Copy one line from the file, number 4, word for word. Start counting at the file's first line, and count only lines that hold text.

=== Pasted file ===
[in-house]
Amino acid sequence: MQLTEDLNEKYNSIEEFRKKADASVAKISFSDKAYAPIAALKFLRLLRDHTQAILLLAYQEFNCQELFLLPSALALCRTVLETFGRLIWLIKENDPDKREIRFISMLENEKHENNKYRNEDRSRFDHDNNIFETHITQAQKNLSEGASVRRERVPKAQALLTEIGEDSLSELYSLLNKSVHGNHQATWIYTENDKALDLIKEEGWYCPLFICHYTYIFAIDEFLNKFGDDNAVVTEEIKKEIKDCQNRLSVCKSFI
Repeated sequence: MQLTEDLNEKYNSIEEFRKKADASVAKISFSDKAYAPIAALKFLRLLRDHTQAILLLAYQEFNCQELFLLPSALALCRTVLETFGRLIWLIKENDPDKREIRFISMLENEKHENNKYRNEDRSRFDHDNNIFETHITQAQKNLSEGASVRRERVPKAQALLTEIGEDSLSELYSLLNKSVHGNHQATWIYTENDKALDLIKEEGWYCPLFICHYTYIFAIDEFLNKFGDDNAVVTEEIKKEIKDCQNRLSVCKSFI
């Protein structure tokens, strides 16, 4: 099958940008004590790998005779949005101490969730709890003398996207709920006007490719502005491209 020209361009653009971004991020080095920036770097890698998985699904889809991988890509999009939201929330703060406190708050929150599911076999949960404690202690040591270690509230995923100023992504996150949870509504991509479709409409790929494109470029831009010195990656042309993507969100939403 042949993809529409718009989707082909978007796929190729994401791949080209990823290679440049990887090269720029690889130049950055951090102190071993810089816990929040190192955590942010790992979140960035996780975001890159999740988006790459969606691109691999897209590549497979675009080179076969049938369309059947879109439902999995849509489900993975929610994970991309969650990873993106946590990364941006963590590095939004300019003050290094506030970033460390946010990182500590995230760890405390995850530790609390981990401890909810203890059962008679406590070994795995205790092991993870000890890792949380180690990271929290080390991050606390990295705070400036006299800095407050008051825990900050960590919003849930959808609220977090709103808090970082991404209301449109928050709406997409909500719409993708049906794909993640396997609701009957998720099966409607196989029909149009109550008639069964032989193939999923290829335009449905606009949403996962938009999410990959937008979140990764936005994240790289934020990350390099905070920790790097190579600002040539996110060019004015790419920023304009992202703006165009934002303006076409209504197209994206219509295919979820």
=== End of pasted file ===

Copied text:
């Protein structure tokens, strides 16, 4: 099958940008004590790998005779949005101490969730709890003398996207709920006007490719502005491209 020209361009653009971004991020080095920036770097890698998985699904889809991988890509999009939201929330703060406190708050929150599911076999949960404690202690040591270690509230995923100023992504996150949870509504991509479709409409790929494109470029831009010195990656042309993507969100939403 042949993809529409718009989707082909978007796929190729994401791949080209990823290679440049990887090269720029690889130049950055951090102190071993810089816990929040190192955590942010790992979140960035996780975001890159999740988006790459969606691109691999897209590549497979675009080179076969049938369309059947879109439902999995849509489900993975929610994970991309969650990873993106946590990364941006963590590095939004300019003050290094506030970033460390946010990182500590995230760890405390995850530790609390981990401890909810203890059962008679406590070994795995205790092991993870000890890792949380180690990271929290080390991050606390990295705070400036006299800095407050008051825990900050960590919003849930959808609220977090709103808090970082991404209301449109928050709406997409909500719409993708049906794909993640396997609701009957998720099966409607196989029909149009109550008639069964032989193939999923290829335009449905606009949403996962938009999410990959937008979140990764936005994240790289934020990350390099905070920790790097190579600002040539996110060019004015790419920023304009992202703006165009934002303006076409209504197209994206219509295919979820």